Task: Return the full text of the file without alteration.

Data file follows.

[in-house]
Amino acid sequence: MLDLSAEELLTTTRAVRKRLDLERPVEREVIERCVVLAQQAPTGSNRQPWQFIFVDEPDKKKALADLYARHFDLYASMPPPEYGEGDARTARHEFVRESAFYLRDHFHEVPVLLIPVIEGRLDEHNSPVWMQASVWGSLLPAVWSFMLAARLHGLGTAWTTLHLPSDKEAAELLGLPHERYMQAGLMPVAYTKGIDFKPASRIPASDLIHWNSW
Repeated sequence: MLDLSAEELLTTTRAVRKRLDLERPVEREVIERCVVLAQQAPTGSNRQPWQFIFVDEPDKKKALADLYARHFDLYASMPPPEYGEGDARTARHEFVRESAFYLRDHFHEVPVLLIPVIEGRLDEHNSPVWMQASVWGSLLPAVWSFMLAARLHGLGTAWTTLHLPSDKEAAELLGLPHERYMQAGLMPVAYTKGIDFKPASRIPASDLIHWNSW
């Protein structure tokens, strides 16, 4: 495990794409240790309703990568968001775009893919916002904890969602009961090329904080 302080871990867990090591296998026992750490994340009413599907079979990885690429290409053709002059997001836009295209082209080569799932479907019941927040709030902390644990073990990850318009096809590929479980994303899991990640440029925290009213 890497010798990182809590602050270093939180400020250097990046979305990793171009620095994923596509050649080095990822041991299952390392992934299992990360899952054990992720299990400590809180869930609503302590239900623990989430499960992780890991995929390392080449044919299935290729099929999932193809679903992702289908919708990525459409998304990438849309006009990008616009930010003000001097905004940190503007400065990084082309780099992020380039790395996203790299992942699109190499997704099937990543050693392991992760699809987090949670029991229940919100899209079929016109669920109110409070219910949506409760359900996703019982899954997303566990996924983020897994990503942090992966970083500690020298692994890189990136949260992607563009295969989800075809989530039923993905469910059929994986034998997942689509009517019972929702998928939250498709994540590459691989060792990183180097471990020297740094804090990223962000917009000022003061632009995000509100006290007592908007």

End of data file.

[in-house]
Amino acid sequence: MLDLSAEELLTTTRAVRKRLDLERPVEREVIERCVVLAQQAPTGSNRQPWQFIFVDEPDKKKALADLYARHFDLYASMPPPEYGEGDARTARHEFVRESAFYLRDHFHEVPVLLIPVIEGRLDEHNSPVWMQASVWGSLLPAVWSFMLAARLHGLGTAWTTLHLPSDKEAAELLGLPHERYMQAGLMPVAYTKGIDFKPASRIPASDLIHWNSW
Repeated sequence: MLDLSAEELLTTTRAVRKRLDLERPVEREVIERCVVLAQQAPTGSNRQPWQFIFVDEPDKKKALADLYARHFDLYASMPPPEYGEGDARTARHEFVRESAFYLRDHFHEVPVLLIPVIEGRLDEHNSPVWMQASVWGSLLPAVWSFMLAARLHGLGTAWTTLHLPSDKEAAELLGLPHERYMQAGLMPVAYTKGIDFKPASRIPASDLIHWNSW
């Protein structure tokens, strides 16, 4: 495990794409240790309703990568968001775009893919916002904890969602009961090329904080 302080871990867990090591296998026992750490994340009413599907079979990885690429290409053709002059997001836009295209082209080569799932479907019941927040709030902390644990073990990850318009096809590929479980994303899991990640440029925290009213 890497010798990182809590602050270093939180400020250097990046979305990793171009620095994923596509050649080095990822041991299952390392992934299992990360899952054990992720299990400590809180869930609503302590239900623990989430499960992780890991995929390392080449044919299935290729099929999932193809679903992702289908919708990525459409998304990438849309006009990008616009930010003000001097905004940190503007400065990084082309780099992020380039790395996203790299992942699109190499997704099937990543050693392991992760699809987090949670029991229940919100899209079929016109669920109110409070219910949506409760359900996703019982899954997303566990996924983020897994990503942090992966970083500690020298692994890189990136949260992607563009295969989800075809989530039923993905469910059929994986034998997942689509009517019972929702998928939250498709994540590459691989060792990183180097471990020297740094804090990223962000917009000022003061632009995000509100006290007592908007």